It’s not a stretch to say that the driving force behind American social and legal progress since Reconstruction has been Black people’s deeply-held fear of being dragged backward. This is for good reason; every celebration of landmark legislation (Civil Rights Act, Voting Rights Act), Supreme Court rulings (Brown v. Board of Education) or lower court verdicts (Derek Chauvin’s conviction, et al) has been muted by the Right’s zeal for regression, the Left’s political ineptitude and various forms of violent repression.
If it wasn’t for our painfully constant consciousness that the only thing standing between us and a return to second-class citizenship was an errant court ruling, this country may never have realized whatever doses of equity it has experienced since the early 20th century. Yesterday, that ruling finally arrived, bringing with it a validation of the Black fear that has undergirded generations of protest movements, civil rights lawsuits and temporary triumph.
Associate Supreme Court Justice Samuel Alito carefully worded his draft opinion that would gut abortion rights, insisting that his majority intends no harm to the millions of Americans who don’t possess a uterus (and for now, not to those who have one but live in states with at least slightly progressive legislatures). The majority doesn’t even intend to outlaw abortion, he argues, though that would be the immediate impact of the ruling in almost half of the states. They simply want to turn the right to govern what happens to women’s bodies over to the appropriate authority: state legislatures rendered intractably controlled by conservative, white males by their own gerrymandering.
If an invocation of states rights isn’t cringey enough, Alito has more, aiming a direct appeal at some Black folks with language about eugenics and a disparate number of Black fetuses not taken to term under legalized abortion.
Alito is clearly aware that some Black harbor deep distrust of the medical establishment and of abortion itself for religious reasons and that on this basis some will suspend the broader concern over the regressive nature of his draft ruling. But wherever you stand on the question of abortion, you should make no mistake about what Alito and his cohort are actually doing, which is laying out a framework by which conservative legislatures and future Courts–if not the current one–can dismantle rights far beyond abortion.
It’s all laid out in Black and white.
“Until the latter part of the 20th century, there was no support in American law for a constitutional right to obtain an abortion. Zero. None. No state constitutional provision had recognized such a right,” Alito writes on page 15, setting up this gem from page 24:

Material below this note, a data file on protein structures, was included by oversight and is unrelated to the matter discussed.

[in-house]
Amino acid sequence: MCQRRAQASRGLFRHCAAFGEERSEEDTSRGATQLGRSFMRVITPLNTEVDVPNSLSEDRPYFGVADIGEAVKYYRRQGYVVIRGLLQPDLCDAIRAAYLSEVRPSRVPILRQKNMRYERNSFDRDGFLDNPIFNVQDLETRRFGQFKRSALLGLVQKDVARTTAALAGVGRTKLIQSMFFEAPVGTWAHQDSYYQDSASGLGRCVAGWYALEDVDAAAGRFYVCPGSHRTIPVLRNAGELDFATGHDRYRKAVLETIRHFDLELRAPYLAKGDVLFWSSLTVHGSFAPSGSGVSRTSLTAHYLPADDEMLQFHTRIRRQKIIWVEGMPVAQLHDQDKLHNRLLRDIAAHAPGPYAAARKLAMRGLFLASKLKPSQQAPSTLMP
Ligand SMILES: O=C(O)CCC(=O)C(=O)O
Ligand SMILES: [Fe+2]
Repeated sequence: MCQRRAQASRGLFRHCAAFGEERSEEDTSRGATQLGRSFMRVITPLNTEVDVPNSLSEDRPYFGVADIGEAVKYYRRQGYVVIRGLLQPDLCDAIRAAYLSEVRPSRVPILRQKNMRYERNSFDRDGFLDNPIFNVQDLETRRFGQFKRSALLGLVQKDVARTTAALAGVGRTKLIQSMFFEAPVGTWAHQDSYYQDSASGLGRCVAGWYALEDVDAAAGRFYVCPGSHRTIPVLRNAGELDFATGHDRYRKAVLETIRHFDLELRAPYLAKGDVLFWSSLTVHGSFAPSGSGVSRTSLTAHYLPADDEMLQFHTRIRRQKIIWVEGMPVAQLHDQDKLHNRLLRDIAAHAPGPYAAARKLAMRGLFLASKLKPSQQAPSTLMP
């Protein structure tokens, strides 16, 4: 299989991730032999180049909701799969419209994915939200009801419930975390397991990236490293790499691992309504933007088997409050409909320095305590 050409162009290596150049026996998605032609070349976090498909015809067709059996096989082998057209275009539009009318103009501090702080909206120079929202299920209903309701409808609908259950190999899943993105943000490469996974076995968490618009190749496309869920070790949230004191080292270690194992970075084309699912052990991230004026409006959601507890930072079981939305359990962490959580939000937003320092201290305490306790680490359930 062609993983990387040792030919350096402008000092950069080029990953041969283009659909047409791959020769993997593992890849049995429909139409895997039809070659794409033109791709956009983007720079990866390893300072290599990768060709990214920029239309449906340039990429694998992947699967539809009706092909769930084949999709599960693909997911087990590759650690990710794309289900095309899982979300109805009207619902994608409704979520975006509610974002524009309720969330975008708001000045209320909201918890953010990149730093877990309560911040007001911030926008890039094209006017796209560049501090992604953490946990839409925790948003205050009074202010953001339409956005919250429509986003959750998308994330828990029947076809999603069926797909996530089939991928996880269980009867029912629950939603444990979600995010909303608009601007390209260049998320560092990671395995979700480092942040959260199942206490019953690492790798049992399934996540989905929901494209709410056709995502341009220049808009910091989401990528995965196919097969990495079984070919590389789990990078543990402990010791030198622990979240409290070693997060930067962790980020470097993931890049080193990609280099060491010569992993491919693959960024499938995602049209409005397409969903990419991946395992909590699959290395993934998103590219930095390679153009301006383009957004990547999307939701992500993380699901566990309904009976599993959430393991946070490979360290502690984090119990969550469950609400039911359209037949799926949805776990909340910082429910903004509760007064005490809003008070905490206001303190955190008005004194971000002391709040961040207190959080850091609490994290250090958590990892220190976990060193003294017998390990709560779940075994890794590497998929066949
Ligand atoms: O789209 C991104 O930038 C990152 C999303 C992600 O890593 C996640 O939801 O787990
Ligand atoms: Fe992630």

“The inescapable conclusion is that a right to abortion is not deeply rooted in the Nation’s history and traditions. On the contrary, an unbroken tradition of prohibiting abortion on pain of criminal punishment persisted from the earliest days of the common law until 1973.”
Put another way, Alito and friends would set out that the Court was not only wrong to establish a right to abortion back in 1973 but that it would be wrong to uphold almost any right not “deeply rooted” in the Constitution or in American history or traditions. In fact, they seem to argue, it has a duty to repeal any such right that may have been granted.
It shouldn’t take you long to figure out where that leads. Voting rights, which are currently under assault in Republican-controlled state legislatures, were also not deeply rooted in the Constitution for women for Black people. Nor was the right to marry a person of another race or of the same gender. Nor was your actual humanity if you’re Black.
Defenders of this decision, some of whom are certain to show up in the comments section here and in my email inbox, will argue that this logic is a short-sighted, layperson’s imagining of outcomes not intended or possible based on the draft ruling. And while I’ll acknowledge that having not gone to law school, I lack the legal scholarship of Alito and his cohort, I’ll also ask: how much of your existence are you willing to risk in the hands of the first Court to ever revoke a previously established human right?
The only acceptable answer to that question should be none.